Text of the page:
Monday, May 11th, 2009
THIS WEEK’S PODCAST TRANSCRIPT:
1879: Stoddard, Stevenson, and Rincon Hill
Sometime in 1879:
The house on Rincon Hill
Last week I read to you from In the Footprints of the Padres, Charles Warren Stoddard’s 1902 reminiscences about the early days of San Francisco.
That piece recounted a boyhood adventure, but this book is full of California stories from the latter years of the 19th century; some deservedly obscure, but some that ring pretty loud bells.
Todays’ short text is a great example of the latter, one that dovetails beautifully with two other San Francisco stories, both of which I’ve talked about at Sparkletack: the story of the Second Street Cut and the visit of Robert Louis Stevenson.
The now all-grown-up Stoddard had returned to San Francisco after the Polynesian peregrinations that would inspire his best-known work, and Stevenson had just arrived from Scotland in hot pursuit of the woman he loved.
The two authors hit it off, and — as you’ll hear at the end of today’s Timecapsule — it’s to Stoddard and the house on Rincon Hill that we owe Stevenson’s eventual fascination with the South Seas.
South Park and Rincon Hill!
Do the native sons of the golden West ever recall those names and think what dignity they once conferred upon the favored few who basked in the sunshine of their prosperity?
South Park, with its line of omnibuses running across the city to North Beach; its long, narrow oval, filled with dusty foliage and offering a very weak apology for a park; its two rows of houses with, a formal air, all looking very much alike, and all evidently feeling their importance. There were young people’s “parties” in those days, and the height of felicity was to be invited to them.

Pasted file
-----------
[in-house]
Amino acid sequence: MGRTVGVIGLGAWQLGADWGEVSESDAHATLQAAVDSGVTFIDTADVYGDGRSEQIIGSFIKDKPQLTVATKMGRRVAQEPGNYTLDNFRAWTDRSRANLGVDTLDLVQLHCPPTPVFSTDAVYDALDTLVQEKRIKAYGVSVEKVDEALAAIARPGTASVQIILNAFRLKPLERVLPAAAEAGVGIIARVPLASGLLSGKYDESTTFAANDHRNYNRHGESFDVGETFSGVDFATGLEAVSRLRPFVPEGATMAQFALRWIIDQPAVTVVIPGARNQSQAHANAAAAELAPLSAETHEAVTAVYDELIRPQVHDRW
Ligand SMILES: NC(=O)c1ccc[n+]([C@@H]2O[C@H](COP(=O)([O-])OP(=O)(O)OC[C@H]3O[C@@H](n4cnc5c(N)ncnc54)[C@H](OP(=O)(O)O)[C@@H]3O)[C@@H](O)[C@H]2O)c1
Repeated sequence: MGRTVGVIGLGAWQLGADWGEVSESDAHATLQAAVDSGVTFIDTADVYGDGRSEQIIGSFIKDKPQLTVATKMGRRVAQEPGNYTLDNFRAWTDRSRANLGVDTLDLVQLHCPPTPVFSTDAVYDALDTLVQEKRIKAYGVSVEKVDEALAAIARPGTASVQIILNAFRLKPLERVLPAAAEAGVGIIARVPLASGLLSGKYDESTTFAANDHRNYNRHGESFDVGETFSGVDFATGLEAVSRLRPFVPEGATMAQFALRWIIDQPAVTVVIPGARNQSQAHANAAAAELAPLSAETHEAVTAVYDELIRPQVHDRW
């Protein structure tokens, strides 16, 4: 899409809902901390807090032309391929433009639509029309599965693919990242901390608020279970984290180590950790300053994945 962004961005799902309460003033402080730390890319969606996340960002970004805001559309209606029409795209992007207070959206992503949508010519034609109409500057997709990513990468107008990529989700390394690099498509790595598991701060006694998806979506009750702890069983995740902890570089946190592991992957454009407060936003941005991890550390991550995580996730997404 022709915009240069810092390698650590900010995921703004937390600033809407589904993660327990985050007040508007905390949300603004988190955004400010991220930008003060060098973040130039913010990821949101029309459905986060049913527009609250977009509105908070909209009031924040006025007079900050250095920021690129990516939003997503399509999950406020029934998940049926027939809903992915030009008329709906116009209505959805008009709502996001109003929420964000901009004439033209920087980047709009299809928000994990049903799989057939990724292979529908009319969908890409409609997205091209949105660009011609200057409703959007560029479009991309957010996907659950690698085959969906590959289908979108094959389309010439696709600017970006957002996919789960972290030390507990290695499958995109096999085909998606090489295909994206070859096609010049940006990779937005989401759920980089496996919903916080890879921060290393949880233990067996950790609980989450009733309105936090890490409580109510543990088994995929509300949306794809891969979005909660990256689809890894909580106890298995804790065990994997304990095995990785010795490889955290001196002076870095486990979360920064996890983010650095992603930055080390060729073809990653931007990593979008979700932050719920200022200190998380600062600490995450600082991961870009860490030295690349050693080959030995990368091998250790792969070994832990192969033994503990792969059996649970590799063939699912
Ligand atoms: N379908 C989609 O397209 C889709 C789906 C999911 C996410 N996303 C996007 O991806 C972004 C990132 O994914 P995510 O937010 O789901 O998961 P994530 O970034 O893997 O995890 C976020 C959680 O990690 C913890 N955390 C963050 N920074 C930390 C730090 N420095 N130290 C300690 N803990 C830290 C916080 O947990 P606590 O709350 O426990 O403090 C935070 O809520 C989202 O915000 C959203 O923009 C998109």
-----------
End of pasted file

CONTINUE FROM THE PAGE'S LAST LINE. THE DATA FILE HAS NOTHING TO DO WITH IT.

As a height o’ertops a hollow, so Rincon Hill looked down upon South Park. There was more elbow-room on the breezy height; not that the height was so high or so broad, but it was breezy; and there was room for the breeze to blow over gardens that spread about the detached houses their wealth of color and perfume.
How are the mighty fallen! The Hill, of course, had the farthest to fall. South Parkites merely moved out: they went to another and a better place. There was a decline in respectability and the rent-roll, and no one thinks of South Park now, — at least no one speaks of it above a whisper.
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Monday, May 4th, 2009
THIS WEEK’S PODCAST TRANSCRIPT:
1854: A future poet’s boyhood outing
In 1854, the down-on-their-luck Stoddard family set off from New York City to try their luck in that brand new metropolis of the West: San Francisco.
Charles Warren Stoddard was just 11 years old, and San Francisco — still in the throes of the Gold Rush, a vital, chaotic, cosmopolitan stew pot — was the most exciting place a little boy could dream of.
Charles would grow up to play a crucial part in San Francisco’s burgeoning literary scene. He was just a teenager when his first poems were published in the Golden Era, and his talent and sweet personality were such that he developed long-lasting friendships with the other usual-suspect San Francisco bohemians, Ambrose Bierce, Ina Coolbrith, Bret Harte, and Samuel Clemens.
Stoddard is probably best remembered for the mildly homo-erotic short stories inspired by his extensive travels in the South Seas, but in 1902 he published a kind of memoir entitled In the Footprints of the Padres. As the old song goes, it recalls “the days of old, the days of gold, the days of ’49″ from a very personal point of view.
The reviewers of the New York Times praised the work for Stoddard’s “vivid and poetic charm”, but I have to admit that I’m mainly in it for his memories.
In this piece, Charles and his little gang of pals are about to embark on a day-long ramble along the north-eastern edge of the city. Let’s roll the clock back to 1854, and with Charles’ help, put ourselves into the shoes of an 11-year-old boy anticipating the freedom of a sunny spring Saturday.
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